Q:

What are the monomers of carbohydrates?

A:

Carbohydrate monomers are called monosaccharides, which are also known as simple sugars. They are composed of either five or six carbons that have a ring-like structure and form a single sugar. Examples of monomers are glucose, fructose and galactose, which are all simple sugars. There are also disaccharides, which are two simple sugars bonded together, but they are not the main monomers of carbohydrates.

Carbohydrates are one of main macromolecules of life. In dietary terms, there are "good" carbs and "bad" carbs, which can have adverse effects on your blood flow and development. Carbohydrates are made up of carbon, hydrogen and oxygen. Carbohydrates are also called saccharides, or sugars. Some examples of carbohydrates are glucose (grape sugar), sucrose (cane sugar) and lactose, which is found in milk. They are used for the storage of energy and structural components in plants.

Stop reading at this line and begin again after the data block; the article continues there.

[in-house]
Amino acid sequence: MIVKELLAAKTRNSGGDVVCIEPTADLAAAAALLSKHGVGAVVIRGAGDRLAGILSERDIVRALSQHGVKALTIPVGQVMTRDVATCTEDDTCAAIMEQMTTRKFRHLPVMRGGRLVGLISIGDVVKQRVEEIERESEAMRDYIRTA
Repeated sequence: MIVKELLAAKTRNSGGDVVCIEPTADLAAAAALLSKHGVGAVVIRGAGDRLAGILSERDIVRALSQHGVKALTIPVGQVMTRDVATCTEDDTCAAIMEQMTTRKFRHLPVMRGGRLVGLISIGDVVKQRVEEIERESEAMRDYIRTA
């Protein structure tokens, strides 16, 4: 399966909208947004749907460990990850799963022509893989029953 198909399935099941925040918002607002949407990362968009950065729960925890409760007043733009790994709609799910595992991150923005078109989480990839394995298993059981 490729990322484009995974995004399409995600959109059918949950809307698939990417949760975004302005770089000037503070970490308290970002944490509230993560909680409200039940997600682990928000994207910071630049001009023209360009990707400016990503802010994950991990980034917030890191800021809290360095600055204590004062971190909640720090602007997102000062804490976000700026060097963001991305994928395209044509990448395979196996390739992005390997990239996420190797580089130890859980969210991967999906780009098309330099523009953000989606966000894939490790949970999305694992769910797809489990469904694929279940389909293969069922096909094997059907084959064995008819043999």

The monosaccharides that make up carbohydrates are the simplest sugars in chemistry. Remember that the prefix mono means "one," meaning that most monomers are one sugar chain. Some of these monomers are written in rings, with all of their molecules connected in a circle. This structure is dependent on the individual molecules of the saccharide chain and does not always apply.


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